Display Settings:

Format

Send to:

Choose Destination
See comment in PubMed Commons below
Clin Gastroenterol Hepatol. 2009 Mar;7(3):317-22. doi: 10.1016/j.cgh.2008.09.007. Epub 2008 Sep 20.

Relationship between symptoms and dietary patterns in patients with functional dyspepsia.

Author information

  • 1University of Adelaide Discipline of Medicine, Royal Adelaide Hospital, Adelaide, Australia.

Abstract

BACKGROUND & AIMS:

Patients with functional dyspepsia (FD) often report that their symptoms are related to food ingestion. However, there is a lack of information about differences in eating patterns and nutrient intake between these patients and healthy individuals or the association with specific symptoms. We performed a prospective trial to evaluate the relationship between FD symptoms and dietary factors.

METHODS:

Twenty patients with FD (17 women) and 21 healthy subjects (18 women) completed detailed diet diaries, recording all foods eaten, drinks consumed, and times of consumption, as well as the occurrence, timing, and severity of dyspeptic symptoms (ie, nausea, discomfort, fullness, bloating, upper-abdominal/epigastric pain) for 7 days. Data from the diet diaries were analyzed for the number of meals, light meals, snacks and drinks, energy intake, and macronutrient distribution.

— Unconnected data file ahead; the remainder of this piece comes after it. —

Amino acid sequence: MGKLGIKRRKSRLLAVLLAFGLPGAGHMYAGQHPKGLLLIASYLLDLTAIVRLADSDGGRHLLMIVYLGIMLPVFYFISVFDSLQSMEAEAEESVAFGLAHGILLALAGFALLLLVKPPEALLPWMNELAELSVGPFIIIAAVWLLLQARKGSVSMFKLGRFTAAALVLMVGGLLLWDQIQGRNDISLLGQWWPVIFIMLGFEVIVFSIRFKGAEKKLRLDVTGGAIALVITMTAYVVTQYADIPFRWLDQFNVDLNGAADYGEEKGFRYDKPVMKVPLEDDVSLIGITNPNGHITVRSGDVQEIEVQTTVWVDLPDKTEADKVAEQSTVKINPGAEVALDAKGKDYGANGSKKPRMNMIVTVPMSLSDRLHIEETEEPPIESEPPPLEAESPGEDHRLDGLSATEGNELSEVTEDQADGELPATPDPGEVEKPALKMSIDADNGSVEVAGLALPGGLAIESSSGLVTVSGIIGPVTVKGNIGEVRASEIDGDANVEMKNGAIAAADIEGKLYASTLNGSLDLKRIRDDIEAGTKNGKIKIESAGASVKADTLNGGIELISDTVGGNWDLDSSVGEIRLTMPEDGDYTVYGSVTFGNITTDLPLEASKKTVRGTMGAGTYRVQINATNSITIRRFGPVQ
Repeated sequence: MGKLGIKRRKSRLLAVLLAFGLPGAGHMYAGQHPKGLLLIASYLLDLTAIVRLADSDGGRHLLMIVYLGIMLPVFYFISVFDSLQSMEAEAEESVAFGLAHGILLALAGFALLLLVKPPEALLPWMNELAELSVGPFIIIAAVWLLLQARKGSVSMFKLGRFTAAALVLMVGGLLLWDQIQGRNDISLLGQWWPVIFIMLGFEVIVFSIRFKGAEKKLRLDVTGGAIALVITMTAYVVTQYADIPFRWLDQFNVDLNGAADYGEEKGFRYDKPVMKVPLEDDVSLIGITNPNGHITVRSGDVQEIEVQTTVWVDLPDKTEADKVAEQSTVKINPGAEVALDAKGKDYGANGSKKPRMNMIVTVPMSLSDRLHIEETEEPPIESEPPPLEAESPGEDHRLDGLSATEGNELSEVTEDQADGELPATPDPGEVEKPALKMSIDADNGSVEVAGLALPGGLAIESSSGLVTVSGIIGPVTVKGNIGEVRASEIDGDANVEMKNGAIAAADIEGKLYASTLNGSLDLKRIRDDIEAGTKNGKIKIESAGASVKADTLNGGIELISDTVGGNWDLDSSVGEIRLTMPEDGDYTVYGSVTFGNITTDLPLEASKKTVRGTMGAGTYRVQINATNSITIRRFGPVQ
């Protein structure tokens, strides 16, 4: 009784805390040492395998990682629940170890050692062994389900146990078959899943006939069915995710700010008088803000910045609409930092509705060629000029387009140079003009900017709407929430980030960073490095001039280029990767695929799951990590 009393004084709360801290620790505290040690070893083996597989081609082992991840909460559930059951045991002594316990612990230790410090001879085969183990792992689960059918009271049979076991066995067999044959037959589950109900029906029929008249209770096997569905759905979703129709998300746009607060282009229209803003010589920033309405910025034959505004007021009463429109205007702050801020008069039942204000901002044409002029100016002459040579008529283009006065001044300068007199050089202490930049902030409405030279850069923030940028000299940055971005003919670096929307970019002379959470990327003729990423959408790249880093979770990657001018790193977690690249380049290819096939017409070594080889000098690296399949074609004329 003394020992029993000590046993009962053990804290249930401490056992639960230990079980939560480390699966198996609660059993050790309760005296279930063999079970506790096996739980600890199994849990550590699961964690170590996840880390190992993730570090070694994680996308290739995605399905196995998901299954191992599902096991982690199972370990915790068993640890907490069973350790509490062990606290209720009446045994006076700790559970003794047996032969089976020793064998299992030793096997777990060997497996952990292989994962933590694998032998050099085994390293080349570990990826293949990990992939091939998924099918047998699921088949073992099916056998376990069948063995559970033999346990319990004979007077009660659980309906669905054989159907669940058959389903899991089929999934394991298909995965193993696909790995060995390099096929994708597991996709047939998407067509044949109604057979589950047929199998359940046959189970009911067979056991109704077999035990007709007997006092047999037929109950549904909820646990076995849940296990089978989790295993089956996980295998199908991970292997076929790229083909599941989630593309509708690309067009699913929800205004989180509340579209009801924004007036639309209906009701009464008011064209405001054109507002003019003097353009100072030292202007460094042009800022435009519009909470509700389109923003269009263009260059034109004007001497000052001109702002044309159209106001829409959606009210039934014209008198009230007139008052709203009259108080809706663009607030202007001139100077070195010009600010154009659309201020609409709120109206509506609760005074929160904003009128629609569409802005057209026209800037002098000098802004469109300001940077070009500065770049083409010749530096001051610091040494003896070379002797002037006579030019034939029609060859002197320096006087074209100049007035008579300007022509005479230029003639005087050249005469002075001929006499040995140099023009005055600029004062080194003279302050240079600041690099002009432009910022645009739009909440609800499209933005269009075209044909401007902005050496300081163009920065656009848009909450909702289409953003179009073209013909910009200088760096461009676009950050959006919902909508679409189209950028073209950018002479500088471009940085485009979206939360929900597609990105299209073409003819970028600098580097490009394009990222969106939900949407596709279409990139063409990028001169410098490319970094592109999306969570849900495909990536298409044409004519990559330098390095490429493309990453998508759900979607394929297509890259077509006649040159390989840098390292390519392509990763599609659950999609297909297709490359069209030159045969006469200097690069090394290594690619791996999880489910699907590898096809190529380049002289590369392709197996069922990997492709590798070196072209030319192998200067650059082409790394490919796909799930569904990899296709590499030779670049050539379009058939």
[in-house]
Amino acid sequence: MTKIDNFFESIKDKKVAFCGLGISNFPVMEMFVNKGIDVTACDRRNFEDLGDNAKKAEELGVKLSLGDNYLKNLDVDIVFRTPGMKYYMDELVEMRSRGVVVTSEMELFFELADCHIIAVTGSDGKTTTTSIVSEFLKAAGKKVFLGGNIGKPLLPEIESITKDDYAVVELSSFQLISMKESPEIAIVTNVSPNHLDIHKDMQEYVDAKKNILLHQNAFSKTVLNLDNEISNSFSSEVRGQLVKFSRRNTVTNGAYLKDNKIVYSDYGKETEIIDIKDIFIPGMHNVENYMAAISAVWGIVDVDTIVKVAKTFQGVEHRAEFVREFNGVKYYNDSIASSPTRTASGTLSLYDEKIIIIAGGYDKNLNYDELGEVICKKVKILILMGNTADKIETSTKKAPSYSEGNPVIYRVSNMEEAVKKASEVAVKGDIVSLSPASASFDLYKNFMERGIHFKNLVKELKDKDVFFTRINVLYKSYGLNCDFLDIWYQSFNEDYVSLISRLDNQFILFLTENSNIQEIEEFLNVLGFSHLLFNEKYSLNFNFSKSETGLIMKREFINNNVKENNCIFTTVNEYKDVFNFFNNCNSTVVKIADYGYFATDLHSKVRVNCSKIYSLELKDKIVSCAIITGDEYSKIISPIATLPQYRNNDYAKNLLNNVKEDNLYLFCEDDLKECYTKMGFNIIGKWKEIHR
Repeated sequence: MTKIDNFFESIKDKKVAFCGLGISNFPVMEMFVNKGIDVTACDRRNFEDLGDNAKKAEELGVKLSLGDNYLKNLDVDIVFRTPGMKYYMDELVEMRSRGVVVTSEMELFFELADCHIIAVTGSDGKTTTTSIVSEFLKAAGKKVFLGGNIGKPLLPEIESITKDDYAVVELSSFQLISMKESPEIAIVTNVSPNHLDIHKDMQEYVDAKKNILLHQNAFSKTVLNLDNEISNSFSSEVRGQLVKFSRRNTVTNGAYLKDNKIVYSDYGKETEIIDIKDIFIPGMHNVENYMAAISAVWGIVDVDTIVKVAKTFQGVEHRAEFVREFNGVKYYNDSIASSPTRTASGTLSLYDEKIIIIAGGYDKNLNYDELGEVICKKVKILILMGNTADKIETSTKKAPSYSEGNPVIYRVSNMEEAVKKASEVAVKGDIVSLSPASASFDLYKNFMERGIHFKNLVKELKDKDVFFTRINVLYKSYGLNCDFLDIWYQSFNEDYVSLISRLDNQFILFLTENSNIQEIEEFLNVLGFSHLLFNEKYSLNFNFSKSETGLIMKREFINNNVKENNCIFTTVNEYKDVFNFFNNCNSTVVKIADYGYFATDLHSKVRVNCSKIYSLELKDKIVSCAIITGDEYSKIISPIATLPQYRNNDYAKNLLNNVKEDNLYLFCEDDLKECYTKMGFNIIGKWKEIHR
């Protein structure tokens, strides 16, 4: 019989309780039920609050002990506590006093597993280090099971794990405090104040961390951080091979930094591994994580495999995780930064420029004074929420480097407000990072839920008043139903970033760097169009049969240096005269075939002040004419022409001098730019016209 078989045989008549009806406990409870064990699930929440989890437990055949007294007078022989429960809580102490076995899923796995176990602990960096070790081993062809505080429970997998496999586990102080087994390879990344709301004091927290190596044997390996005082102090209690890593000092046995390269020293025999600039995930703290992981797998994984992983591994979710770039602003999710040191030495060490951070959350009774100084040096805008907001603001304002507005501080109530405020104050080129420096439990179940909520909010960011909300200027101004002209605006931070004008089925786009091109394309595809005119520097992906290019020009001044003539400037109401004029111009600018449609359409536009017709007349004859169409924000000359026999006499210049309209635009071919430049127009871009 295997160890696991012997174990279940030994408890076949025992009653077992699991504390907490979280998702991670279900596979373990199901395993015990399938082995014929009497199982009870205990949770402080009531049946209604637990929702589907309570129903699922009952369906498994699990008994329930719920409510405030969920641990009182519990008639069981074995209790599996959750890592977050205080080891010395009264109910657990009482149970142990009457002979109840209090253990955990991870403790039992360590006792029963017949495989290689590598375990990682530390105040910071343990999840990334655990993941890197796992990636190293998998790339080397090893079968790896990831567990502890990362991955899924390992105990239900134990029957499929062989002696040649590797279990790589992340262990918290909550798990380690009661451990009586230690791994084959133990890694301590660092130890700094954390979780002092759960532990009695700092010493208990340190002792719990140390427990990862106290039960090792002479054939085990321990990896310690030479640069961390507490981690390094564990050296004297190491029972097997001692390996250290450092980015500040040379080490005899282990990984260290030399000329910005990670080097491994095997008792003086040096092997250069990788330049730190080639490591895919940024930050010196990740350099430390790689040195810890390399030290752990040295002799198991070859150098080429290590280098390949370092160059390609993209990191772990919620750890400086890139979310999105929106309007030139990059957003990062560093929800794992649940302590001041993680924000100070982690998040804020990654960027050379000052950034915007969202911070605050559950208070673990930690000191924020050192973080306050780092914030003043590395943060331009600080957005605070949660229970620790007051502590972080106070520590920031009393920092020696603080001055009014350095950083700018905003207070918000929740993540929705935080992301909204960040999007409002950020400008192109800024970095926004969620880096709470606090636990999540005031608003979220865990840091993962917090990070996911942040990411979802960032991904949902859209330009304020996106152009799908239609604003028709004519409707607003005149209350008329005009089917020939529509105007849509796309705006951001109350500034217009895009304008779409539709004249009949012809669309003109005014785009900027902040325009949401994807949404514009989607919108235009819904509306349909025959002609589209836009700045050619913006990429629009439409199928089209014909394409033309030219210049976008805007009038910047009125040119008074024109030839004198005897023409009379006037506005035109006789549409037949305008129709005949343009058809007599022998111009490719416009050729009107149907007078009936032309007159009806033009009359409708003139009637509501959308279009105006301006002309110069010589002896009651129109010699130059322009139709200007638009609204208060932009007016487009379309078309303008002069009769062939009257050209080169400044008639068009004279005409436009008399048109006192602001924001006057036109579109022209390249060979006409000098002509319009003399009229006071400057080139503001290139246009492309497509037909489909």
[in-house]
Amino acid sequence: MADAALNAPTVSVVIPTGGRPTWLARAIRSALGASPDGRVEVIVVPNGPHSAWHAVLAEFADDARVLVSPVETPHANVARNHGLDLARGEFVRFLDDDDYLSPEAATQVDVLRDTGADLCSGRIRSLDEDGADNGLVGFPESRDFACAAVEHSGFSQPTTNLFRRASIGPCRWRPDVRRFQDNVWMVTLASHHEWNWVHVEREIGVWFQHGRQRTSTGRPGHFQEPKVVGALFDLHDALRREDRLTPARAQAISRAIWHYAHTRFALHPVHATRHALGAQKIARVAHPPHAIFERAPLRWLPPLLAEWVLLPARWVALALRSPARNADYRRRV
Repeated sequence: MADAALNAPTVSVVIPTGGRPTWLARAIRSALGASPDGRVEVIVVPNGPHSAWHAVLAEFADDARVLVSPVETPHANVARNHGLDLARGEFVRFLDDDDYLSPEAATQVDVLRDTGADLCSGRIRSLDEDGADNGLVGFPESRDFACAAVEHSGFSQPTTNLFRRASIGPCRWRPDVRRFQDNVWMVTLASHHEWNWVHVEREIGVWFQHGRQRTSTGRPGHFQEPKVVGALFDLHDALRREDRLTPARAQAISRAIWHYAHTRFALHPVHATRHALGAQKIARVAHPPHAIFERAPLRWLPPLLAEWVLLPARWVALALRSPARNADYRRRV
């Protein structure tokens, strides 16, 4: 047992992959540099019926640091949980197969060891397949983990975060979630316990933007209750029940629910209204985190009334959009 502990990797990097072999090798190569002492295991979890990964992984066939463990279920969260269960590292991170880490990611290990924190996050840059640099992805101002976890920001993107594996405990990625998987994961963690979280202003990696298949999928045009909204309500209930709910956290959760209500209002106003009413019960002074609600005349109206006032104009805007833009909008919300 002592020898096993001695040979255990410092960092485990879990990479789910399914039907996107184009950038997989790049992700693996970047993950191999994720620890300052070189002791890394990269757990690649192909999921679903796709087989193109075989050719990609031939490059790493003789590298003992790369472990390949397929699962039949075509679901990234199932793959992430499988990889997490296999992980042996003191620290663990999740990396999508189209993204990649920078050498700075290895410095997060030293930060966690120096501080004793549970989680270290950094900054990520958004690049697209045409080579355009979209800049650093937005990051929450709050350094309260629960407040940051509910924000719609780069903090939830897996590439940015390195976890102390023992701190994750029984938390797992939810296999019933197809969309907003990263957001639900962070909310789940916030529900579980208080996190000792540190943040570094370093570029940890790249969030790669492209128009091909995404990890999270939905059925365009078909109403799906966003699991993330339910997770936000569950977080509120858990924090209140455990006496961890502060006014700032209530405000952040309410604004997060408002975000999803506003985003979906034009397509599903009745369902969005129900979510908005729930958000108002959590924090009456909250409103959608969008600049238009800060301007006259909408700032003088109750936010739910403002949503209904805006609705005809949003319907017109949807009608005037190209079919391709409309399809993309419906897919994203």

RESULTS:

Patients with FD ate fewer meals (P < .01) and consumed less total energy (P = .1) and fat (P = .1) than healthy subjects. Their symptoms were modest in severity (score out of 10; 5 [range, 3-8]) and occurred within 31 minutes (range, 8-64 min) of eating. Fullness was related directly to the amount of fat ingested (z, 1.91; P < .05) and overall energy intake (z, 2.12; P < .05) and related inversely to the amount of carbohydrate ingested (z, -1.9; P = .05). Similarly, bloating was related to the amount of fat ingested (z, 1.68; P = .09). There was no significant relationship between symptom severity and any of the dietary variables measured.

CONCLUSIONS:

Management of patients with FD might be improved by instructing them to consume smaller meals with reduced fat content.

PMID:
18929687
[PubMed - indexed for MEDLINE]
PubMed Commons home

PubMed Commons

0 comments
How to join PubMed Commons

    Supplemental Content

    Full text links

    Icon for Elsevier Science
    Loading ...
    Write to the Help Desk